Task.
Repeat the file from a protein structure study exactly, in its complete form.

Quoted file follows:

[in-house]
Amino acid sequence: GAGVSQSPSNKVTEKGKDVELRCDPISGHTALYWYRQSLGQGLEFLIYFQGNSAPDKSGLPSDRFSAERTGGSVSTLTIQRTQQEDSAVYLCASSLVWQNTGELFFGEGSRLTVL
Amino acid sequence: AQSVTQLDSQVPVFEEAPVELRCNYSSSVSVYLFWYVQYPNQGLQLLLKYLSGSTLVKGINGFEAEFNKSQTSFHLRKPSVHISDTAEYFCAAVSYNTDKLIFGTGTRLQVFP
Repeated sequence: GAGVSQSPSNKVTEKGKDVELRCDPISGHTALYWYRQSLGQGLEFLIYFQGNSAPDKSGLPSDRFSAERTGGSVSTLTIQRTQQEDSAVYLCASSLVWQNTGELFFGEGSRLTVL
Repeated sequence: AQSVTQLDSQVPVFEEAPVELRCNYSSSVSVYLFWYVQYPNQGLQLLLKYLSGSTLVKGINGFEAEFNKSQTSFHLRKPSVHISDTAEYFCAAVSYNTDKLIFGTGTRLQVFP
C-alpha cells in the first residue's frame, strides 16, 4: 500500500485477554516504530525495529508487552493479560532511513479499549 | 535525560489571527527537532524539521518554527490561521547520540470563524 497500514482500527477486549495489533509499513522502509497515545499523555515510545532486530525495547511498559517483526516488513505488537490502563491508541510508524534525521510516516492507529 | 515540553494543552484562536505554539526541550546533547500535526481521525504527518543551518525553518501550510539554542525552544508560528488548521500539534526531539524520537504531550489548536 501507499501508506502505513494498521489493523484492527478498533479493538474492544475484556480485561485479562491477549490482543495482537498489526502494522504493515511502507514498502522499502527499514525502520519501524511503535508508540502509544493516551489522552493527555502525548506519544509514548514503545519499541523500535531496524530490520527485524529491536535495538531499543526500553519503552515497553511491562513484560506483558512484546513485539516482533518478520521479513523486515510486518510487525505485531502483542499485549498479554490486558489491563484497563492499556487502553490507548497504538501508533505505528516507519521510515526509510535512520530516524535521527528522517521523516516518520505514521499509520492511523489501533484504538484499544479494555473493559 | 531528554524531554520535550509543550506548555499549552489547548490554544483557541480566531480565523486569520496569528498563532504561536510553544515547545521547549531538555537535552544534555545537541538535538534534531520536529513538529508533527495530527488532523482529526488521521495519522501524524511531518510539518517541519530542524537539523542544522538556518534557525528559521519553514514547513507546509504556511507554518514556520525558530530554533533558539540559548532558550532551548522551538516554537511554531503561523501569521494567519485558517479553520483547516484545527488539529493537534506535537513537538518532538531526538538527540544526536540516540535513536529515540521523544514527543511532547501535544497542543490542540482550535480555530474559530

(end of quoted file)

[in-house]
Amino acid sequence: GAGVSQSPSNKVTEKGKDVELRCDPISGHTALYWYRQSLGQGLEFLIYFQGNSAPDKSGLPSDRFSAERTGGSVSTLTIQRTQQEDSAVYLCASSLVWQNTGELFFGEGSRLTVL
Amino acid sequence: AQSVTQLDSQVPVFEEAPVELRCNYSSSVSVYLFWYVQYPNQGLQLLLKYLSGSTLVKGINGFEAEFNKSQTSFHLRKPSVHISDTAEYFCAAVSYNTDKLIFGTGTRLQVFP
Repeated sequence: GAGVSQSPSNKVTEKGKDVELRCDPISGHTALYWYRQSLGQGLEFLIYFQGNSAPDKSGLPSDRFSAERTGGSVSTLTIQRTQQEDSAVYLCASSLVWQNTGELFFGEGSRLTVL
Repeated sequence: AQSVTQLDSQVPVFEEAPVELRCNYSSSVSVYLFWYVQYPNQGLQLLLKYLSGSTLVKGINGFEAEFNKSQTSFHLRKPSVHISDTAEYFCAAVSYNTDKLIFGTGTRLQVFP
C-alpha cells in the first residue's frame, strides 16, 4: 500500500485477554516504530525495529508487552493479560532511513479499549 | 535525560489571527527537532524539521518554527490561521547520540470563524 497500514482500527477486549495489533509499513522502509497515545499523555515510545532486530525495547511498559517483526516488513505488537490502563491508541510508524534525521510516516492507529 | 515540553494543552484562536505554539526541550546533547500535526481521525504527518543551518525553518501550510539554542525552544508560528488548521500539534526531539524520537504531550489548536 501507499501508506502505513494498521489493523484492527478498533479493538474492544475484556480485561485479562491477549490482543495482537498489526502494522504493515511502507514498502522499502527499514525502520519501524511503535508508540502509544493516551489522552493527555502525548506519544509514548514503545519499541523500535531496524530490520527485524529491536535495538531499543526500553519503552515497553511491562513484560506483558512484546513485539516482533518478520521479513523486515510486518510487525505485531502483542499485549498479554490486558489491563484497563492499556487502553490507548497504538501508533505505528516507519521510515526509510535512520530516524535521527528522517521523516516518520505514521499509520492511523489501533484504538484499544479494555473493559 | 531528554524531554520535550509543550506548555499549552489547548490554544483557541480566531480565523486569520496569528498563532504561536510553544515547545521547549531538555537535552544534555545537541538535538534534531520536529513538529508533527495530527488532523482529526488521521495519522501524524511531518510539518517541519530542524537539523542544522538556518534557525528559521519553514514547513507546509504556511507554518514556520525558530530554533533558539540559548532558550532551548522551538516554537511554531503561523501569521494567519485558517479553520483547516484545527488539529493537534506535537513537538518532538531526538538527540544526536540516540535513536529515540521523544514527543511532547501535544497542543490542540482550535480555530474559530